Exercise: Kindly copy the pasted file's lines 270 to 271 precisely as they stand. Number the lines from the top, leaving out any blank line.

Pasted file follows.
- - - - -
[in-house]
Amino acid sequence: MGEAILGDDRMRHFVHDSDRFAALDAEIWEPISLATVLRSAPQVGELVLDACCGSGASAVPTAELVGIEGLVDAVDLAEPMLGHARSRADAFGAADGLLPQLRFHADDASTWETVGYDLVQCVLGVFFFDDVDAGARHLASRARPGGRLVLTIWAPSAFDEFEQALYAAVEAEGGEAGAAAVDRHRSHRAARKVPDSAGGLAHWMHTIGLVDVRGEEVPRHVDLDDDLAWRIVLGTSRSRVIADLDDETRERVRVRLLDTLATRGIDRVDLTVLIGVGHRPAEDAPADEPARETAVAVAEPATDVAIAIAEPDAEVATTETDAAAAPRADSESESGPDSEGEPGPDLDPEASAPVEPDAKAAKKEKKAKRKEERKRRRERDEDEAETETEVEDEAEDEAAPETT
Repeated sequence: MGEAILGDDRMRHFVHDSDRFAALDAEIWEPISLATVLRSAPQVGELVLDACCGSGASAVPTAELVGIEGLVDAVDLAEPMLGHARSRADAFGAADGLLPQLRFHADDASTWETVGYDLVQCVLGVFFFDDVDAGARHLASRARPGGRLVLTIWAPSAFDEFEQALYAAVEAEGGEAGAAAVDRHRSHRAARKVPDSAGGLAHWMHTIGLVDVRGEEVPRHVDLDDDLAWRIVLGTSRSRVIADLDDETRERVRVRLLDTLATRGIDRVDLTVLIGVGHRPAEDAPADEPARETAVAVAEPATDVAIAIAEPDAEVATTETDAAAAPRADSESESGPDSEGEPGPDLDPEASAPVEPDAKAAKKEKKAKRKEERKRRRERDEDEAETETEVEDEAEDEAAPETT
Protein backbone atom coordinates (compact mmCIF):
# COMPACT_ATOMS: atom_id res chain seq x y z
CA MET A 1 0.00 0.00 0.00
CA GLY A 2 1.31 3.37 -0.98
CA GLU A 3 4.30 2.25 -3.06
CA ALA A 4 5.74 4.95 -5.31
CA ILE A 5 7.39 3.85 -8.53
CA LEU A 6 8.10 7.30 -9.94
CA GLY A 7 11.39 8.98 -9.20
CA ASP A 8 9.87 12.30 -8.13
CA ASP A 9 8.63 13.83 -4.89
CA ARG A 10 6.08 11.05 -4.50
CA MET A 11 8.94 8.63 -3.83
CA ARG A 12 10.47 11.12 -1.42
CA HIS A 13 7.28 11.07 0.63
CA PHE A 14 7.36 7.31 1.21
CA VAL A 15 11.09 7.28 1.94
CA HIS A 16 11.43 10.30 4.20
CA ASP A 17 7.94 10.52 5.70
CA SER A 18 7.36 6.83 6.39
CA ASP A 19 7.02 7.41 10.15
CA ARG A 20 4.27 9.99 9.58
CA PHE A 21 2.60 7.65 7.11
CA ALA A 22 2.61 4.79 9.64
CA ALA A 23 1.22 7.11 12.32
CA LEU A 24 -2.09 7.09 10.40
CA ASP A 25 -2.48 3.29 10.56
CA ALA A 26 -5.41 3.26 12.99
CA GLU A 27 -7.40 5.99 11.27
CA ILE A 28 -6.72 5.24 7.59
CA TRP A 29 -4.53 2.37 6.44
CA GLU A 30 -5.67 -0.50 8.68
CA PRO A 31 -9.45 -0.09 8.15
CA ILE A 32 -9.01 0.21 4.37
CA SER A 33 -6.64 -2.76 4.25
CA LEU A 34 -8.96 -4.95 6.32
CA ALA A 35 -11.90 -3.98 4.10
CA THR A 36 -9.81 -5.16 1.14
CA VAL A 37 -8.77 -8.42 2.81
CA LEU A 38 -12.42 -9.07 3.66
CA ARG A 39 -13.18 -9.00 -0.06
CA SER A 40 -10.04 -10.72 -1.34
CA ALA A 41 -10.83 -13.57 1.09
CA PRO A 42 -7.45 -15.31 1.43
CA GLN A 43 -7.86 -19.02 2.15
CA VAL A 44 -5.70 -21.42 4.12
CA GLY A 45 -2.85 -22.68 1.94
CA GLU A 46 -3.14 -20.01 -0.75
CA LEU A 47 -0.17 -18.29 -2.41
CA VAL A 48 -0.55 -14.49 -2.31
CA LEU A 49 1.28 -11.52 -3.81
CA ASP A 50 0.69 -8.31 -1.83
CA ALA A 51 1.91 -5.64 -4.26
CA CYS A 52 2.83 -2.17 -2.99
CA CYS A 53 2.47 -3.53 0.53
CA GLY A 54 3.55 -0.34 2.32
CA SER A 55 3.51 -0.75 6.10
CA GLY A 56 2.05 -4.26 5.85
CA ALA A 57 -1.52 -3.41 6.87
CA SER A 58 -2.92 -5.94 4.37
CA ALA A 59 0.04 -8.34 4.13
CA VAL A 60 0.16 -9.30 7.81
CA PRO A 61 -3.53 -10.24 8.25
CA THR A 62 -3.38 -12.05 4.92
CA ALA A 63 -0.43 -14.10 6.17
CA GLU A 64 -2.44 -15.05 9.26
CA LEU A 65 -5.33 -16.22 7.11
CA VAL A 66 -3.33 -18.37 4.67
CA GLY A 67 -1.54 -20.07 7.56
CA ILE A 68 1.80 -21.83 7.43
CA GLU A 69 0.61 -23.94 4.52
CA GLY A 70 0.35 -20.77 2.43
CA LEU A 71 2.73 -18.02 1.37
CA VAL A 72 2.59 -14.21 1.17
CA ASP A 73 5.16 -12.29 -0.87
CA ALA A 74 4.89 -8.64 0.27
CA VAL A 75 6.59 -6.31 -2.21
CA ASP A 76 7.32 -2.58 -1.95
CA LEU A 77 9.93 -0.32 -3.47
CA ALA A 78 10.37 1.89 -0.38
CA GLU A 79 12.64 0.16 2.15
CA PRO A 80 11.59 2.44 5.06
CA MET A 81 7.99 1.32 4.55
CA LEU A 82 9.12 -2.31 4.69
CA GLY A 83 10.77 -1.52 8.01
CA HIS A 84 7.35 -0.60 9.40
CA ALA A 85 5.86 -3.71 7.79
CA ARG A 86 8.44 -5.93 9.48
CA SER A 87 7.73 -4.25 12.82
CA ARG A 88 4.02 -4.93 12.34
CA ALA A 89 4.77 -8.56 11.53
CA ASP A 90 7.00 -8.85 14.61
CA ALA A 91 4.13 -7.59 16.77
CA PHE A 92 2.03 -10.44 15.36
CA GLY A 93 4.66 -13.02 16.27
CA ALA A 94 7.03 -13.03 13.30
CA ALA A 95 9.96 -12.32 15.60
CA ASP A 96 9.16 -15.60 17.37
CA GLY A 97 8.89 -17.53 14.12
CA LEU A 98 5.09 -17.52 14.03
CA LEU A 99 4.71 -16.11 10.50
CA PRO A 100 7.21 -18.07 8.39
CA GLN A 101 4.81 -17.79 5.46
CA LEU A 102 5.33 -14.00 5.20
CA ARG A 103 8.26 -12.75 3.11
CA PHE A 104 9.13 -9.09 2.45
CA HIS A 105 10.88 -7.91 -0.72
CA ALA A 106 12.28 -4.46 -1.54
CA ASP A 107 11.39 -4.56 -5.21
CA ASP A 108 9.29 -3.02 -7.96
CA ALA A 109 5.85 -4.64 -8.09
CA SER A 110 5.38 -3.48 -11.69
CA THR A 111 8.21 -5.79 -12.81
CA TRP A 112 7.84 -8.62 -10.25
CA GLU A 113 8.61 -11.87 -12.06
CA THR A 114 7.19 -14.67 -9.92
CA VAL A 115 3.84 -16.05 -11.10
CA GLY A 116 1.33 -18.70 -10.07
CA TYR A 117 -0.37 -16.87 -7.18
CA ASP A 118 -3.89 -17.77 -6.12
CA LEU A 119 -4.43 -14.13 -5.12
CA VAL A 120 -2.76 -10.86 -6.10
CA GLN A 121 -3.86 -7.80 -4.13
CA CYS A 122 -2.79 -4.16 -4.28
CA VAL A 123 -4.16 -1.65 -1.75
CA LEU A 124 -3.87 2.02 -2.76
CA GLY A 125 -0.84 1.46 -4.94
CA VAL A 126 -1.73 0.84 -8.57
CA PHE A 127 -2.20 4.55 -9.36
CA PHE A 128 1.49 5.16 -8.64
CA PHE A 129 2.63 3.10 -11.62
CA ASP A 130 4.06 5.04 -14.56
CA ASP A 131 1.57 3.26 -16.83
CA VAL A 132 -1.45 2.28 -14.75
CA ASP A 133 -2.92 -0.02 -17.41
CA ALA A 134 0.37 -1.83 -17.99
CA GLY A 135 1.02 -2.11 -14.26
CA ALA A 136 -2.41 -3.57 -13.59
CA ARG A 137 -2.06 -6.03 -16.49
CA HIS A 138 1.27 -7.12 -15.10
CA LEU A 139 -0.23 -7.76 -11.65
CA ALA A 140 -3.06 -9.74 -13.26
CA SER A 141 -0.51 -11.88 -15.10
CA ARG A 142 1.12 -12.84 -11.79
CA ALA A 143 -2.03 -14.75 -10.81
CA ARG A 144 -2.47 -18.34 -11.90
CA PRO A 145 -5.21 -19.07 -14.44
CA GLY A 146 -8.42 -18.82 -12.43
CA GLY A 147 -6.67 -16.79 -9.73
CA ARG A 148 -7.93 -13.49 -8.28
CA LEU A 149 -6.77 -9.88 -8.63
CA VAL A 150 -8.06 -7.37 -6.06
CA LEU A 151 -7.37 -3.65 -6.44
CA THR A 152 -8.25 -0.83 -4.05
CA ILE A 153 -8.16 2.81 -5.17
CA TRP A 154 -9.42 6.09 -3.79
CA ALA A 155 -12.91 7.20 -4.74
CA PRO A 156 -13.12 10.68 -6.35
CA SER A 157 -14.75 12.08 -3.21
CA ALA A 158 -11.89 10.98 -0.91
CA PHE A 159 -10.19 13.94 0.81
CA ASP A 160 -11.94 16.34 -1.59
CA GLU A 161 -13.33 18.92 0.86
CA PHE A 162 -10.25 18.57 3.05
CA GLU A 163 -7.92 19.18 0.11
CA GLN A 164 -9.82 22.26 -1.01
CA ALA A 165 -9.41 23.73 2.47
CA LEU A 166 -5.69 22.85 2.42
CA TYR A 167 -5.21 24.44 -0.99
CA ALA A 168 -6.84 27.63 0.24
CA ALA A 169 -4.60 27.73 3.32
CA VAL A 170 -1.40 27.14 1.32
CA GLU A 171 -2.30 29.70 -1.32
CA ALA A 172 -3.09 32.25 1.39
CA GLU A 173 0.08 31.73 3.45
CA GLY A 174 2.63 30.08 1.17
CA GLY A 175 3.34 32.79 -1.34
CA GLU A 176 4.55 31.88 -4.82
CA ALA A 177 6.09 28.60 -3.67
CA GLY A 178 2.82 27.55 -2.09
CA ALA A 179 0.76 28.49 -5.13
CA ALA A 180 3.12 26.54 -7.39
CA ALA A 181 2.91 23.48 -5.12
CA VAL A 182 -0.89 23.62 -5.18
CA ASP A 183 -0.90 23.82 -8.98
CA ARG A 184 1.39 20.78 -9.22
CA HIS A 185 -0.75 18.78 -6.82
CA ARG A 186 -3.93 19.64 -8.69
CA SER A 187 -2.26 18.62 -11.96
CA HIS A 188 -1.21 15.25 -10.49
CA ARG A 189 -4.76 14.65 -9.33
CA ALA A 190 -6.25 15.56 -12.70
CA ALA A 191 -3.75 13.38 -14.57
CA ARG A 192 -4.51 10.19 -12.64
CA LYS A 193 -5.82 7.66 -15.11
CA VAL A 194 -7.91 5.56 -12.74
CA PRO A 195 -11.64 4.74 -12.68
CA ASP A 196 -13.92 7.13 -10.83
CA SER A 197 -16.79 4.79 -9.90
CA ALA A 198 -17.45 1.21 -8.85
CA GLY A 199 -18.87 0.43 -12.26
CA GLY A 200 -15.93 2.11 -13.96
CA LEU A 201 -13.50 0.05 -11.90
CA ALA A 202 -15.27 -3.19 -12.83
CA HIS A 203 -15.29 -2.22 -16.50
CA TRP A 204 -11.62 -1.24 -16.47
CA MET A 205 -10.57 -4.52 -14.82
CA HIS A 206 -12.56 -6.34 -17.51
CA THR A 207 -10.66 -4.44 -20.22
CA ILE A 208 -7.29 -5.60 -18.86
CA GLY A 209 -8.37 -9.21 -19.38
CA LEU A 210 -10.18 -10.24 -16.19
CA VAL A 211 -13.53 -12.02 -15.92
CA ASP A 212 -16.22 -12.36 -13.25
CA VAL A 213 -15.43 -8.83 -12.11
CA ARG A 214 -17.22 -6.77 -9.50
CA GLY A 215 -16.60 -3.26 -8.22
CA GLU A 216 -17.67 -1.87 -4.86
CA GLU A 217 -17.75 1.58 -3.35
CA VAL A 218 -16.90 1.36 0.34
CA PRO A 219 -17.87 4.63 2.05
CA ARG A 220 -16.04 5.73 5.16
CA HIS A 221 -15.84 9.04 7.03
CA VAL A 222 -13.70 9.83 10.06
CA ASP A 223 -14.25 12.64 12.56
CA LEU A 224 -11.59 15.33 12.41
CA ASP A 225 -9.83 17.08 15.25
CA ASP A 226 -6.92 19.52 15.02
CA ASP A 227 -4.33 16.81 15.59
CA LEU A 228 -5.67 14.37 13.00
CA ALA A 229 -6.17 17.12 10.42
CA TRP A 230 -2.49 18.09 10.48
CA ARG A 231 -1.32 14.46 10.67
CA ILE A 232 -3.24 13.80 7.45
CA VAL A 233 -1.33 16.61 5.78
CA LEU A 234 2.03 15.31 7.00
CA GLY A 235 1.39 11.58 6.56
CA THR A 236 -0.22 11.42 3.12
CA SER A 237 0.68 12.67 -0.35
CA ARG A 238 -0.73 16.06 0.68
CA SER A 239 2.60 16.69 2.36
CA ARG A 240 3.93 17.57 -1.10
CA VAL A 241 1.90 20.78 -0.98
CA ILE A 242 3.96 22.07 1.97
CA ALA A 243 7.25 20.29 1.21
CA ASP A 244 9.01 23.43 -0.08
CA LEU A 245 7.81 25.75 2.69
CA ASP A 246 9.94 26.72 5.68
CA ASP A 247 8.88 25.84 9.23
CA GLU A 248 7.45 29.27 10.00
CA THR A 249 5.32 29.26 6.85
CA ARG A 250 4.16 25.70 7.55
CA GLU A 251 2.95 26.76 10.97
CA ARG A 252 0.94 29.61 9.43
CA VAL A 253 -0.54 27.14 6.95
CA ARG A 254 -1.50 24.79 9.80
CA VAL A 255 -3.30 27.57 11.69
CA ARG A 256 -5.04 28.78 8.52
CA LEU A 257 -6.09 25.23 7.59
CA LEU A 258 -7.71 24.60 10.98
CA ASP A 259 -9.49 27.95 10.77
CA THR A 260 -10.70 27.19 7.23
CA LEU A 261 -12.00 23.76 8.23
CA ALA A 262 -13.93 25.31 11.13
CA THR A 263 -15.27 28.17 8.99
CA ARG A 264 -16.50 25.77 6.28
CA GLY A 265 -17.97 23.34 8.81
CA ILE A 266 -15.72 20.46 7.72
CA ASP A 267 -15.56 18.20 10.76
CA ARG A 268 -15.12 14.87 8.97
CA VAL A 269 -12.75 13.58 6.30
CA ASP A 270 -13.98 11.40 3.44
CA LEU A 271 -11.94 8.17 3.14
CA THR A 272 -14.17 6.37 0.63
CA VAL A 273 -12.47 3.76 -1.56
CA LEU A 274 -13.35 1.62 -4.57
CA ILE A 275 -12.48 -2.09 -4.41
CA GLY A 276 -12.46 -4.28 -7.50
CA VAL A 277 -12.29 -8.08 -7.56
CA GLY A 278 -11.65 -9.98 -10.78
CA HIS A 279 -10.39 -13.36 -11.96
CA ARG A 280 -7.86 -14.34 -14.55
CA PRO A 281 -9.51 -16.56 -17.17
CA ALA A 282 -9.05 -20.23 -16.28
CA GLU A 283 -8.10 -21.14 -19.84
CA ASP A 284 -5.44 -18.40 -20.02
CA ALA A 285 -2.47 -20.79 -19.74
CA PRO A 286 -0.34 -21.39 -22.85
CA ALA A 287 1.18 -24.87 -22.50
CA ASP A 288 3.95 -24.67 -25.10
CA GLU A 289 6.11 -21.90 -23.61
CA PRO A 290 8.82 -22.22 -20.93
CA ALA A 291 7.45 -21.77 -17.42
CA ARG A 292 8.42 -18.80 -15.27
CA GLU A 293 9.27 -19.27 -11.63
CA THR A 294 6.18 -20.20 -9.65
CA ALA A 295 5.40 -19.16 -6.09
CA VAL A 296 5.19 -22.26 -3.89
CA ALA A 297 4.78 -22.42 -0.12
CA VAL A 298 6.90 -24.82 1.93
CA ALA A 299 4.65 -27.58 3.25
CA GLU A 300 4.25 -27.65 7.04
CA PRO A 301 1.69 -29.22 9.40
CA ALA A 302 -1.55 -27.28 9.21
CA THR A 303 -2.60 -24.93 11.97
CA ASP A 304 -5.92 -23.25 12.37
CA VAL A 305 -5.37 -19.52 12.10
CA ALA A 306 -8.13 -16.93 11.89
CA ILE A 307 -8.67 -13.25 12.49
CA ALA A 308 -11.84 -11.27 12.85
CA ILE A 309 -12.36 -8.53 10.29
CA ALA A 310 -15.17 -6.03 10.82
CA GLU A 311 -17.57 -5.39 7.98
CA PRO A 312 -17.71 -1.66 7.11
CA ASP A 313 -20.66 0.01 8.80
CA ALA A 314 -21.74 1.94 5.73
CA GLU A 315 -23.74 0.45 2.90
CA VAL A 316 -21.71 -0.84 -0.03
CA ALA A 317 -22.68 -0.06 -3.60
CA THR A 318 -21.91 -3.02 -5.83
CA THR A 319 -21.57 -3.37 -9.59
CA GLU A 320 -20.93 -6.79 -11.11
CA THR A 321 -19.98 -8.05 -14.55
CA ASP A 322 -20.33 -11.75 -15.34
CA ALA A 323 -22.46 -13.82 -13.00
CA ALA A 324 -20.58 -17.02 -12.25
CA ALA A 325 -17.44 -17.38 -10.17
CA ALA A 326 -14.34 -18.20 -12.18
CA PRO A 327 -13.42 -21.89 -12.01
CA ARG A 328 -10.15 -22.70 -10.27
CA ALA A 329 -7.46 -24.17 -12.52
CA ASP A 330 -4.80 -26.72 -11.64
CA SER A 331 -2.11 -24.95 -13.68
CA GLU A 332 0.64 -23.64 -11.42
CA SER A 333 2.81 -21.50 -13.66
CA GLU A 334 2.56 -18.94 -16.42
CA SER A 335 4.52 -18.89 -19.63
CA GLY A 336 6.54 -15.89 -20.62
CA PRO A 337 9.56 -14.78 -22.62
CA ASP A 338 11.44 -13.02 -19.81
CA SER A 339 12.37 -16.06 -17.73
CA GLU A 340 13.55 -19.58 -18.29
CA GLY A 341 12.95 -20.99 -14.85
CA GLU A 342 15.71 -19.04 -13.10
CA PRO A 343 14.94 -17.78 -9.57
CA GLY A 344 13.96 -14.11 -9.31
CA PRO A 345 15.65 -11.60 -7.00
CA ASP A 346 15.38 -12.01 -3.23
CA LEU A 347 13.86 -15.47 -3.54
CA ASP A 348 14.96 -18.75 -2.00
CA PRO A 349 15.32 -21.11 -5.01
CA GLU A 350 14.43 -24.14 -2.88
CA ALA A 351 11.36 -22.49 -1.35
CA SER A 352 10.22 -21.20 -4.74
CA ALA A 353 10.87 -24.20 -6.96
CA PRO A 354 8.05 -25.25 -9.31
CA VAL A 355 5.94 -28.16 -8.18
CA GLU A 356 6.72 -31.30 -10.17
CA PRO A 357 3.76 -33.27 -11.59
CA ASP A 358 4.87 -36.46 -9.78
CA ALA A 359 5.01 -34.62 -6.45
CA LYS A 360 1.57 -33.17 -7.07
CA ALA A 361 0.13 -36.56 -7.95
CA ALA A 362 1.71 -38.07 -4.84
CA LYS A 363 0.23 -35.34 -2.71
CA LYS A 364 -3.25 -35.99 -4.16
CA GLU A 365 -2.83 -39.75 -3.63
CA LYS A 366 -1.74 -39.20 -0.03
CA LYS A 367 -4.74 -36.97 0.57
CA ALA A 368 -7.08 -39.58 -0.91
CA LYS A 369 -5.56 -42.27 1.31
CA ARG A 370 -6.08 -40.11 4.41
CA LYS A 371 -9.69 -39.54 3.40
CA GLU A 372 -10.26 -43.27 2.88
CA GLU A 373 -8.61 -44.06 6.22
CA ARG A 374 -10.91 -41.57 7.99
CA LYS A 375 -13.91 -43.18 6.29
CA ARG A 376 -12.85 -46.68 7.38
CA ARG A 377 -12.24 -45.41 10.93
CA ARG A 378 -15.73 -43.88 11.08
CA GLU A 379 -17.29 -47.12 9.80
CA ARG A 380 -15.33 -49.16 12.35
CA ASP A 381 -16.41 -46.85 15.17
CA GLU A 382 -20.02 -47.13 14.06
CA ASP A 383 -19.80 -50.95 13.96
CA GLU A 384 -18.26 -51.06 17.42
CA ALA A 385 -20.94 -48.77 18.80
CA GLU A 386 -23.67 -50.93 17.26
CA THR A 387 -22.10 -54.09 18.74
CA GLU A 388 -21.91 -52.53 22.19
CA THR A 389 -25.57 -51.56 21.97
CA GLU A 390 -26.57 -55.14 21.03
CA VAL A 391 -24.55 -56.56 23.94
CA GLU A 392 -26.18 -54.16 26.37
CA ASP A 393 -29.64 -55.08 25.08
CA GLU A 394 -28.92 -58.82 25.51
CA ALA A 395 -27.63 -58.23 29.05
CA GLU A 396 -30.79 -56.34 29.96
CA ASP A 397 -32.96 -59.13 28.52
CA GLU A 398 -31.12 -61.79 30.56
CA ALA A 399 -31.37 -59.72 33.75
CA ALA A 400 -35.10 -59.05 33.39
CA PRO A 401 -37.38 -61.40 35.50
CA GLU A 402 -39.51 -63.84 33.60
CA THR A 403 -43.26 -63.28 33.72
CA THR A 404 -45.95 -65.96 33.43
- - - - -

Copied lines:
CA GLY A 265 -17.97 23.34 8.81
CA ILE A 266 -15.72 20.46 7.72